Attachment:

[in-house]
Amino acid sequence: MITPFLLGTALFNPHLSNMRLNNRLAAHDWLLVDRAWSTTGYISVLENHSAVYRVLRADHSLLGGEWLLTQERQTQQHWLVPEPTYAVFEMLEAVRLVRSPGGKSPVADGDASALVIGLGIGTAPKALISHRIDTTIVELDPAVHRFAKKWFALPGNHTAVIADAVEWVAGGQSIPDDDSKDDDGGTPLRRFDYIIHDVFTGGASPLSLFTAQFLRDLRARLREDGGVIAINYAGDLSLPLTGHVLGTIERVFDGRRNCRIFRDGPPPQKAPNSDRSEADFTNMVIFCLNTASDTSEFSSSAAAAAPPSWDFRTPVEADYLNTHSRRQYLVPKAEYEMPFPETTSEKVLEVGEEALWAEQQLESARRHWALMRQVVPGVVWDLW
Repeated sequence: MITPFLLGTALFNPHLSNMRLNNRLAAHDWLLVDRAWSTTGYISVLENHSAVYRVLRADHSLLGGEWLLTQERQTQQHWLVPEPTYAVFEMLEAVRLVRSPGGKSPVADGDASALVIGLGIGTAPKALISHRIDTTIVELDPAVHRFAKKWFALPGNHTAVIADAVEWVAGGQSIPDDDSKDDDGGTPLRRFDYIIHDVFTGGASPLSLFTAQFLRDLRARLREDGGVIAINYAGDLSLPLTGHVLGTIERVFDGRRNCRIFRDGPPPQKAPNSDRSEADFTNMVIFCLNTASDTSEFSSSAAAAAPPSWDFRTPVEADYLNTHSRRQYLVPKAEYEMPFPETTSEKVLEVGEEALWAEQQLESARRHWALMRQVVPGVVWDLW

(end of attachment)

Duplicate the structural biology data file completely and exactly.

[in-house]
Amino acid sequence: MITPFLLGTALFNPHLSNMRLNNRLAAHDWLLVDRAWSTTGYISVLENHSAVYRVLRADHSLLGGEWLLTQERQTQQHWLVPEPTYAVFEMLEAVRLVRSPGGKSPVADGDASALVIGLGIGTAPKALISHRIDTTIVELDPAVHRFAKKWFALPGNHTAVIADAVEWVAGGQSIPDDDSKDDDGGTPLRRFDYIIHDVFTGGASPLSLFTAQFLRDLRARLREDGGVIAINYAGDLSLPLTGHVLGTIERVFDGRRNCRIFRDGPPPQKAPNSDRSEADFTNMVIFCLNTASDTSEFSSSAAAAAPPSWDFRTPVEADYLNTHSRRQYLVPKAEYEMPFPETTSEKVLEVGEEALWAEQQLESARRHWALMRQVVPGVVWDLW
Repeated sequence: MITPFLLGTALFNPHLSNMRLNNRLAAHDWLLVDRAWSTTGYISVLENHSAVYRVLRADHSLLGGEWLLTQERQTQQHWLVPEPTYAVFEMLEAVRLVRSPGGKSPVADGDASALVIGLGIGTAPKALISHRIDTTIVELDPAVHRFAKKWFALPGNHTAVIADAVEWVAGGQSIPDDDSKDDDGGTPLRRFDYIIHDVFTGGASPLSLFTAQFLRDLRARLREDGGVIAINYAGDLSLPLTGHVLGTIERVFDGRRNCRIFRDGPPPQKAPNSDRSEADFTNMVIFCLNTASDTSEFSSSAAAAAPPSWDFRTPVEADYLNTHSRRQYLVPKAEYEMPFPETTSEKVLEVGEEALWAEQQLESARRHWALMRQVVPGVVWDLW